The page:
Fed “QT” could include outright asset sales this time

As hinted at in the December FOMC minutes, we expect the Fed will begin shrinking its balance sheet later in 2022. They would start by allowing maturing assets to run off, but if longer-term bond yields were to remain unusually low, we expect officials would go further and begin actively selling some holdings particularly at the long end, in what would amount to a reverse “Operation Twist”.
Michael Pearce Senior US Economist
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US Chart Book

Omicron impact short-lived

The surge in Omicron infections means more people were self-isolating in early-January than at any time since the beginning of the pandemic, although the impact that will have on employment and output remains uncertain. Furthermore, with cases now falling just as quickly as they rose, any effects will be quickly reversed in February. In contrast to earlier waves, the rise in infections hasn’t prompted as big a pullback in services activity, with fears of catching the virus lower than during previous waves. The far bigger factor this time is staff absenteeism, which we think will cause both payroll employment and manufacturing output to decline in January, although the impact should be mostly reversed by the end of the first quarter.

24 January 2022

US Economics Weekly

Omicron reaches plateau, leaving Fed free to hike

We expect the Fed to deliver some heavy hints at next week’s FOMC that it is planning an interest rate hike in March. With the Omicron wave now past its peak nationally, there is little to hold the Fed back, particularly if next week brings news of a further acceleration in wage growth.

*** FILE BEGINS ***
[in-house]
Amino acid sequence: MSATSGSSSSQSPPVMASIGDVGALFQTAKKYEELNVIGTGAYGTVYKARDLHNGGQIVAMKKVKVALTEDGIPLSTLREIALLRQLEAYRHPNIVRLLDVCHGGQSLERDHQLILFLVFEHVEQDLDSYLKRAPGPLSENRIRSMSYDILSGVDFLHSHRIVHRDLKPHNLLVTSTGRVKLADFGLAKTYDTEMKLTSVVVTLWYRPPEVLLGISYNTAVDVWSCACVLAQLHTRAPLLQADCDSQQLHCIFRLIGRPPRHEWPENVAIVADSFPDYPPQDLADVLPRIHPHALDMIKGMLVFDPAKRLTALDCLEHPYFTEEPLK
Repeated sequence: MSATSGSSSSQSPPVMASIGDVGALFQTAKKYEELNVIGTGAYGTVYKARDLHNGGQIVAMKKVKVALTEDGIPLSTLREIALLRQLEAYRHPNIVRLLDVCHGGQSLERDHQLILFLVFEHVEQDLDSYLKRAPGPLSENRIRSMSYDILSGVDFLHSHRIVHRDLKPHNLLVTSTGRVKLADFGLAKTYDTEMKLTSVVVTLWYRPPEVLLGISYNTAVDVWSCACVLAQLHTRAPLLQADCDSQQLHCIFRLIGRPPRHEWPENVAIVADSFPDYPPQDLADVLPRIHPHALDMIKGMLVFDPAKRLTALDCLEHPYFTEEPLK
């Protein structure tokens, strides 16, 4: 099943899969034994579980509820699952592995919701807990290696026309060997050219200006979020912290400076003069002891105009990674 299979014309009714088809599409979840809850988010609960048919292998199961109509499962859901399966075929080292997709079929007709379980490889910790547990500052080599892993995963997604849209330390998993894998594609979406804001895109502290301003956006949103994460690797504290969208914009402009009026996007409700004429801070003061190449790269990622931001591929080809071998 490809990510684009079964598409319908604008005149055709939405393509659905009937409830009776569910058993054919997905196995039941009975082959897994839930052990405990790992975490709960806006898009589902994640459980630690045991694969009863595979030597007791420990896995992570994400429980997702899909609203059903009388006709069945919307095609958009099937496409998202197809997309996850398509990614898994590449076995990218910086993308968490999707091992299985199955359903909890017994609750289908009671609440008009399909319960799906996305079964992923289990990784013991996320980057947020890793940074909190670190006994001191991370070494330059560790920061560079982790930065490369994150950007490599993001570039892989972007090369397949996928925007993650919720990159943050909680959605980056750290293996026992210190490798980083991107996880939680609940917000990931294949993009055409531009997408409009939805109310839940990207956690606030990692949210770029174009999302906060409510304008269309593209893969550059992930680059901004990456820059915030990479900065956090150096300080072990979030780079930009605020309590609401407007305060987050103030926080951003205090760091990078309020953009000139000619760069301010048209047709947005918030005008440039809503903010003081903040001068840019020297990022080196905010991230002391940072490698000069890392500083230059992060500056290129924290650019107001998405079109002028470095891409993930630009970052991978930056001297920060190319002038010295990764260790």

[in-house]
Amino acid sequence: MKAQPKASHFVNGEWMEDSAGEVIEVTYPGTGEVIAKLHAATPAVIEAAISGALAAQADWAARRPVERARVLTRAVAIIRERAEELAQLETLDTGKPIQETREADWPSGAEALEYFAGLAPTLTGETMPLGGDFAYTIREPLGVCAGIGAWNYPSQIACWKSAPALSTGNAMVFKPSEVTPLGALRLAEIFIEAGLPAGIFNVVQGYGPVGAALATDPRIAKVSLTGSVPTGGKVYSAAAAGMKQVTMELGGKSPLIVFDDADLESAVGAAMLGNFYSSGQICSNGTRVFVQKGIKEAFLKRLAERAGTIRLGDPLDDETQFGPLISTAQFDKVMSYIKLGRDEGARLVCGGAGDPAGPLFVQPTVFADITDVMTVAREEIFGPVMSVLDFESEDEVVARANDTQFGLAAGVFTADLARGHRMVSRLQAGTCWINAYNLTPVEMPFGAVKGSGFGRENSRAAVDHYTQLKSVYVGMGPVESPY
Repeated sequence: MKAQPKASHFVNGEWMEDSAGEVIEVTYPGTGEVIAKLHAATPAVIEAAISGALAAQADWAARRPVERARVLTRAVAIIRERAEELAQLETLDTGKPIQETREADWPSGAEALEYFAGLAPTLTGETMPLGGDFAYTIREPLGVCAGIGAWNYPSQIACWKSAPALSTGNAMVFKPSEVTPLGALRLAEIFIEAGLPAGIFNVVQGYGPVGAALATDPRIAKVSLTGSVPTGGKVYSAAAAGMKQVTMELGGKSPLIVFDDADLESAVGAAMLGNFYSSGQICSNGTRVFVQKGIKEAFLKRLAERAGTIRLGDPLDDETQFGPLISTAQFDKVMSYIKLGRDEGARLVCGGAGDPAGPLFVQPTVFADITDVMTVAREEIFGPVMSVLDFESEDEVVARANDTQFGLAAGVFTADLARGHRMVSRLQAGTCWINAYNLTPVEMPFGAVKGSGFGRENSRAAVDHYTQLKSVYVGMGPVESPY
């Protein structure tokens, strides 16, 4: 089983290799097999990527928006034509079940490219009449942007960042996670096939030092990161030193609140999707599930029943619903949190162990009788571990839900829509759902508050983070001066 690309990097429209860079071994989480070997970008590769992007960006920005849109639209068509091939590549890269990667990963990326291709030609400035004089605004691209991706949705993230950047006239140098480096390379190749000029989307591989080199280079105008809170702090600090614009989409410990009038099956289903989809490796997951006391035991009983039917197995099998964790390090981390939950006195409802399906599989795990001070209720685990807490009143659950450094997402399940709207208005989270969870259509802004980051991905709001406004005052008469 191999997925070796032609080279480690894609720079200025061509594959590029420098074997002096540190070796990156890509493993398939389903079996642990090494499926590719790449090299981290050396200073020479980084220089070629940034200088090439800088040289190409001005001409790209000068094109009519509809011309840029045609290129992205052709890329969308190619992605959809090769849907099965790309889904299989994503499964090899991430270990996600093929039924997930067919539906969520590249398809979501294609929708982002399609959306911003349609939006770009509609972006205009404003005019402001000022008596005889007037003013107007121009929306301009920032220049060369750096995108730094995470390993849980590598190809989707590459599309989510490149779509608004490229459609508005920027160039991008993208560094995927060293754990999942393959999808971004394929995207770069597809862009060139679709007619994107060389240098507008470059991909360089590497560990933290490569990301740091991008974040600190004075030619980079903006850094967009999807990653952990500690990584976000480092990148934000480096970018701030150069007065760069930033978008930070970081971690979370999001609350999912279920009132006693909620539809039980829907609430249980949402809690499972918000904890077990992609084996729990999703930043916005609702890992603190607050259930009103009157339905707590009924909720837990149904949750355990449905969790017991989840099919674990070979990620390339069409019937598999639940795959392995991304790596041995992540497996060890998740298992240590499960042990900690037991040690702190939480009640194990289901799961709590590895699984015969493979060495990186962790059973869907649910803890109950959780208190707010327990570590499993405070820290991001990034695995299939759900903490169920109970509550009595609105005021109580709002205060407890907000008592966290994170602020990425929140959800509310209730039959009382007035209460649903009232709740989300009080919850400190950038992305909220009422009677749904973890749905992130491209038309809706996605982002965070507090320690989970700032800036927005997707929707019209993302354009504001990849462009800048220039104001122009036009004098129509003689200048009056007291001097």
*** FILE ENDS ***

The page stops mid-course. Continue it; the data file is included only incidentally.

21 January 2022

US Economic Outlook

Inflation to remain elevated as GDP growth slows

We expect underlying inflation to remain well above the 2% target this year, which means the Fed will push ahead with four rate hikes even though real GDP growth is likely to disappoint. Core inflation will average 4.3% in 2022 and close to 3.0% in 2023. GDP growth will slow to 2.7% this year and 2.0% in 2023.

20 January 2022

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US Data Response

International Trade (Nov.)

The sharp rebound in the trade deficit in November means that net trade is now on track to be a small drag on economic growth in the fourth quarter, rather than a small boost as we had previously assumed. Partly as a result, we now expect GDP growth was a slightly less impressive 4.5% annualised in the fourth quarter, down from our previous estimate of 6.5%.

6 January 2022

US Employment Report Preview

Payroll growth slowing ahead of Omicron hit

The chaos caused by the rapid spread of the Omicron variant came too late to have much effect on December payrolls, which we estimate increased by a healthy 350,000. But the huge numbers of people being told to isolate could drive a significant drop in payrolls in January.

4 January 2022

US Data Response

Industrial Production (Nov.)

The solid 0.7% increase in manufacturing output last month suggests that shortages are gradually easing. With demand still strong, the latest surveys are still consistent with manufacturing output expanding at a near-5% annualised pace in the coming months. Note: Central Bank Drop-In – The Fed, ECB and BoE are just some of the key central bank decisions expected in this packed week of meetings. Neil Shearing and a special panel of our chief economists will sift through the outcomes on Thursday, 16th December at 11:00 ET/16:00 GMT and discuss the monetary policy outlook for 2022.

16 December 2021
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